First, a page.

• Traversing in structured order, identify structured exits from the constructs identified in the previous step. This determines what control flow edges correspond to break, continue, and return, as needed.
  • Traversing in structured order, generate statements for instructions. This uses a stack corresponding to nested constructs. The kind of each construct being entered or exited determines emission of control flow constructs (WGSL's if, loop, continuing, switch, case).

Preserving execution order

An instruction inside a SPIR-V instruction is one of:

  • control flow: see the previous section
  • combinatorial: think of this as an ALU operation, i.e. the effect is purely to evaluate a result value from the values of its operands. It has no side effects, and is not affected by external state such as memory or the actions of other invocations in its subgroup. Examples: arithmetic, OpCopyObject
  • interacts with memory or other invocations in some way. Examples: load, store, atomics, barriers, (subgroup operations when we get them)
  • function calls: functions are not analyzed to see if they are pure, so we assume function calls are non-combinatorial.

To preserve execution order, all non-combinatorial instructions must be translated as their own separate statement. For example, an OpStore maps to an assignment statement.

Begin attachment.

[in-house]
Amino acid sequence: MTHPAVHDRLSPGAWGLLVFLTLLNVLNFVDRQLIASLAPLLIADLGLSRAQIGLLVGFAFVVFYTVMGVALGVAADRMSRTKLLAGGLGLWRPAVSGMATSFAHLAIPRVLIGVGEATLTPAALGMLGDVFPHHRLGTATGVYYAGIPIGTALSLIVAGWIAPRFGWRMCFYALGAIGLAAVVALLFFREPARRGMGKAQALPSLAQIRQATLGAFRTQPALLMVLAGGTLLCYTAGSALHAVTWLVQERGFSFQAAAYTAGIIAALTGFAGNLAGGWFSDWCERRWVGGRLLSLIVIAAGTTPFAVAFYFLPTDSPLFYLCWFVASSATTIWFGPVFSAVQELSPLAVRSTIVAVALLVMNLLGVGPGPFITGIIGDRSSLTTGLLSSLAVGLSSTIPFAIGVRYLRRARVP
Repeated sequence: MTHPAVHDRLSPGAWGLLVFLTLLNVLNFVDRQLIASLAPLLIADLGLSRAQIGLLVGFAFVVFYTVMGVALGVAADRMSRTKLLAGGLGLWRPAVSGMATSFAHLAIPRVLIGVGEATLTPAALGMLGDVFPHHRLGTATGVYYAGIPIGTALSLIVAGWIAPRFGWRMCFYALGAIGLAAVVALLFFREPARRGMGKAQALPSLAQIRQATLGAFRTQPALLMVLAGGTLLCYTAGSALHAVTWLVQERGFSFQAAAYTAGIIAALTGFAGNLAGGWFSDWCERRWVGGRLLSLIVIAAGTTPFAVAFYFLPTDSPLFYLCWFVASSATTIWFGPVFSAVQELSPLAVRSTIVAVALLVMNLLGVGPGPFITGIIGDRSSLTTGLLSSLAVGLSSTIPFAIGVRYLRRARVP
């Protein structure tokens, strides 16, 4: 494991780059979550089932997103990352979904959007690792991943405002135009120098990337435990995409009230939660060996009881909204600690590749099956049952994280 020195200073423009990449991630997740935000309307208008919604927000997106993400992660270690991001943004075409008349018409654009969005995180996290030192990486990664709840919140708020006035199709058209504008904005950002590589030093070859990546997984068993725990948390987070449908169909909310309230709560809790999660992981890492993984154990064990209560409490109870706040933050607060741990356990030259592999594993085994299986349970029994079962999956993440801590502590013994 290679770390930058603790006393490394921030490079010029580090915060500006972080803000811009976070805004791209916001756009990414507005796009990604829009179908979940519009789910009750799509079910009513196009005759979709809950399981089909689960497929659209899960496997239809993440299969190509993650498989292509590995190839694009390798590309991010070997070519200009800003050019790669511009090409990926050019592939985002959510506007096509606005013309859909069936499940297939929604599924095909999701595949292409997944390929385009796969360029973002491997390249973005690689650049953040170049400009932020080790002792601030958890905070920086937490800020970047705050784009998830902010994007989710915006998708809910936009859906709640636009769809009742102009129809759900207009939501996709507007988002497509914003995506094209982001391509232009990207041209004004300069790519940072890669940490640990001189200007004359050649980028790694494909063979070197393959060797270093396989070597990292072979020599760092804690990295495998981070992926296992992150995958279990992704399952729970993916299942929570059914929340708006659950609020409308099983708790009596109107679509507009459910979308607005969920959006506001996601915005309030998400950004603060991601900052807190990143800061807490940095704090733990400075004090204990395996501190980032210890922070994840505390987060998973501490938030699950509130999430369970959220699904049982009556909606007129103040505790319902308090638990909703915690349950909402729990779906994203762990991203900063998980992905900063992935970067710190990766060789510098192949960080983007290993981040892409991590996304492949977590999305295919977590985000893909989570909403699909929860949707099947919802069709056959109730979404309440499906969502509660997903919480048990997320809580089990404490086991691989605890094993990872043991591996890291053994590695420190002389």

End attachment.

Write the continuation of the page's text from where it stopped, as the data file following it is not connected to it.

However, combinatorial instructions can be emitted at any point in evaluation, provided data flow constraints are satisfied: input values are available, and such that the resulting value is generated in time for consumption by downstream uses.

The SPIR-V Reader uses a heuristic to choose when to emit combinatorial values:

  • if a combinatorial expression only has one use, and
  • its use is in the same structured construct as its definition, then
  • emit the expression at the place where it is consumed.

Otherwise, make a let declaration for the value.


  • If a value has many uses, then computing it once can save effort. Preserve that choice if it was made by an upstream optimizing compiler.
  • If a value is consumed in a different structured construct, then the site of its consumption may be inside a loop, and we don't want to sink the computation into the loop, thereby causing spurious extra evaluation.

This heuristic generates halfway-readable code, greatly reducing the varbosity of code in the common case.

Hoisting and phis